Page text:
Continuing the saga, this is well read. I really enjoy listening to Tolkien. His language develops into a style fitting of stories of old, and this really comes through in the recorded form.
Well constructed story line, moving forward and backward in time, that tells of a young man coming of age within the German army during WWII. The author is not the common soldier, but one of education and social skills who rises both due to his merits and the war itself. The daily life and honor of the professional military is the focus, giving clear differentiation between being a soldier in the German army and a member of the Nazi Party. Excellent perspective to add for anyone interested in WWII history.
I found this book compelling in both ideas and ease of listening. The author provides a well-supported glimpse into the shaping of human culture, from brain and species evolution to gender roles. I had to laugh in agreement that, indeed, regardless of professional or business life, in the end, women are the cooks for men and family. Enlightening to hear a view as to why. This book has generated great conversation at our evening dinner table and continues to perk in my mind.
The story and setting bring to life the colonial world though a plot interwoven with small surprises and fine detail. While contemporary in writing style, the dialogue harkens to an earlier time, giving authenticity to the characters. Brutal and graphic at moments -- not the story to listen to while driving the family on vacation - the story is held together with a underlying humanism and emerging Enlightenment world view. The narrator's voice changes fit the characters very well. Worthwhile both for the mystery and the reminder of conditions of life in early colonial life.
The unfolding continues, as the adventures go to the next step. The plot definitely thickens in Book 2 as main characters and the larger story line develops. I confess to be a little curious as to the mindlessness of Thrace (akk am I spelling that right? Given listening, I am not sure), now Empress. Regardless, this is a fun story, no great literature but great escape, well read. The plot and characters have unexpected twists that keep the story fresh.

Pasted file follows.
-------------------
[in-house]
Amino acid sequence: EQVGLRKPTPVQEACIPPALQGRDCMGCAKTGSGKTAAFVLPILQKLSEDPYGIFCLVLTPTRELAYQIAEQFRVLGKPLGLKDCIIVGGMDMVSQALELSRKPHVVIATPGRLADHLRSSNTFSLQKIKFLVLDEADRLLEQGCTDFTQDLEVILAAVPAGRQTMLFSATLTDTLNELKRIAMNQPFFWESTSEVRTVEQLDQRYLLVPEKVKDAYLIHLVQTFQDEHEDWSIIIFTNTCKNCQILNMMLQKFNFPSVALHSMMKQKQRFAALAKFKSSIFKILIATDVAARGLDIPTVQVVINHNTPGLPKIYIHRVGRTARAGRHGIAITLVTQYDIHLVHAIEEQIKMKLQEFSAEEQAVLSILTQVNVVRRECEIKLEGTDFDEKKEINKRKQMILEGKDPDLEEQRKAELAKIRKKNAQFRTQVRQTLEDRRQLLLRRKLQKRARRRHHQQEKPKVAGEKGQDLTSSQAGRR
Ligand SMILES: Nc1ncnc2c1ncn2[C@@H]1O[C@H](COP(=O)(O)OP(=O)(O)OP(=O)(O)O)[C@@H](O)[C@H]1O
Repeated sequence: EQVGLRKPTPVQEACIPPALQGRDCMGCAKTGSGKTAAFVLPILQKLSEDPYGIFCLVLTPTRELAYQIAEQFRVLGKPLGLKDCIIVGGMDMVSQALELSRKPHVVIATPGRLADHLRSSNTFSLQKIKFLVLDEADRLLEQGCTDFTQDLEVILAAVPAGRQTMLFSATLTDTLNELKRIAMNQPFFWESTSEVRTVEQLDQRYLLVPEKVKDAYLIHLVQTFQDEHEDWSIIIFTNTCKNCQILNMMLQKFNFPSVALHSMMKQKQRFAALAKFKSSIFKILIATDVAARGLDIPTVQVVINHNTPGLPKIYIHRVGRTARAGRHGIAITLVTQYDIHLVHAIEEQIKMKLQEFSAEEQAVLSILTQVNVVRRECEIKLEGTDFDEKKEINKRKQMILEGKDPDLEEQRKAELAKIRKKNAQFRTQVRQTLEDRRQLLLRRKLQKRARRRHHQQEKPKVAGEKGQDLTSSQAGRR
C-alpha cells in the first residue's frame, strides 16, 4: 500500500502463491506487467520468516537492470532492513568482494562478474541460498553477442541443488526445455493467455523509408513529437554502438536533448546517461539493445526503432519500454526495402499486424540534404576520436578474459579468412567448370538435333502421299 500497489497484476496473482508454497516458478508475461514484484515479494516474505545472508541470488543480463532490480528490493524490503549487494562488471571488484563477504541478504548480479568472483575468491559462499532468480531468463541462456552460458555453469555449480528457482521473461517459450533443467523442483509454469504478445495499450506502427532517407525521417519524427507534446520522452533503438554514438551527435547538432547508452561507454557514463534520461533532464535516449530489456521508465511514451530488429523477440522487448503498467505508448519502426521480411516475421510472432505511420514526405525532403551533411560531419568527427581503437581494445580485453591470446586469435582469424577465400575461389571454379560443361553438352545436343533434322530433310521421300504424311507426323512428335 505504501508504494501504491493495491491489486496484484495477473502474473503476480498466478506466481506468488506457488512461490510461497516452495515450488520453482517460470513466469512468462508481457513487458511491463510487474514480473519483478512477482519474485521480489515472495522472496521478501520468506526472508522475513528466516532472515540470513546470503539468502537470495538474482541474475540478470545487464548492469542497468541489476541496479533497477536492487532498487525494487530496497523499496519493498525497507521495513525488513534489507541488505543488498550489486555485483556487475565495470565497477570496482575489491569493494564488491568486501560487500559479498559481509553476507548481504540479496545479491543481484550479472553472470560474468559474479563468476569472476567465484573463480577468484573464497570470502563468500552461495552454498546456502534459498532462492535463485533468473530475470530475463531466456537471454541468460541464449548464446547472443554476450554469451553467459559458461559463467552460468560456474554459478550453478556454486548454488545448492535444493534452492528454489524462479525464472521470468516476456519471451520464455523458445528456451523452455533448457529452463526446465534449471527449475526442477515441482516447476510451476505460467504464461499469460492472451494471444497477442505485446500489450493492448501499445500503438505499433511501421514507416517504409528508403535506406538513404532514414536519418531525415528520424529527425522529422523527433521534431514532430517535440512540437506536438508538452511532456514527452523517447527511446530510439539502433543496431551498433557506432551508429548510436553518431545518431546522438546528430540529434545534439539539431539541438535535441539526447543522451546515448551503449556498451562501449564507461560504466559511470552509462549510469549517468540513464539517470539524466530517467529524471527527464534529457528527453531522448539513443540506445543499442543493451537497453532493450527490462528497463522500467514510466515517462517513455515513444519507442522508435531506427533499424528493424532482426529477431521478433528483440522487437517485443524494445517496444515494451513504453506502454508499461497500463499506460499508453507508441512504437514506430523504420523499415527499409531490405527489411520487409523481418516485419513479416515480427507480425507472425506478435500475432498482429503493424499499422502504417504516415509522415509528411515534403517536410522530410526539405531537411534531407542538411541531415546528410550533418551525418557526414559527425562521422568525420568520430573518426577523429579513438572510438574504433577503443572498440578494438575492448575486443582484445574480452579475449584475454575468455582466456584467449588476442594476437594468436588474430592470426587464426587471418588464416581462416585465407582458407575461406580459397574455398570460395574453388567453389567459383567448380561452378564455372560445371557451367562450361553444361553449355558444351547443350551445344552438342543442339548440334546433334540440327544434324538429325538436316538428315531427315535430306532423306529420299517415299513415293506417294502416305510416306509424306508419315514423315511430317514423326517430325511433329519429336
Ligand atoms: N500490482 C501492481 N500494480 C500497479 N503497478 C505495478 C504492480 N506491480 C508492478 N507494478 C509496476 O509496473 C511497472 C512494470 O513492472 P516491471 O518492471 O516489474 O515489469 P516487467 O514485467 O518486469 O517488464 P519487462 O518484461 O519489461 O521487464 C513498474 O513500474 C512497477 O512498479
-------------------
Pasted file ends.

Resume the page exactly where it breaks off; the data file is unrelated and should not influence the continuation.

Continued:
I am enjoying this series. Synching some of the habits and aspects of Victorian society with the needs of werewolves and vampires is very clever! Playful and light - great for the moment when I want a bit of escape from the current world!
Enjoyable listen. Well read. The mixing of the present day and historic story is well done. The premise that the young hero character needs to be hidden, to the point of no acknowledgement of a wife and child seems a bit over the top to me BUT it was still a fine story.
Enjoyable plot line, with enough twists to keep it from being predictable. Just enough irreverence to give light moments. Good narration.
Returning to Austenland in the second book, I got the playful escape I expected but not the same quality of plot and ambiance as the first book. The story begins well, but bogs down in the "mystery story" within the overall story, including the self-doubts and fears of the main character. The juxtaposition of modern and Regency life is not as strong as the first book, which I missed. If you seek lighthearted escape, you will enjoy it but if you are seeking transportation to Austenland, then perhaps not.
Though out of the Jack Ryan story directly, this book is an important piece of the overall.
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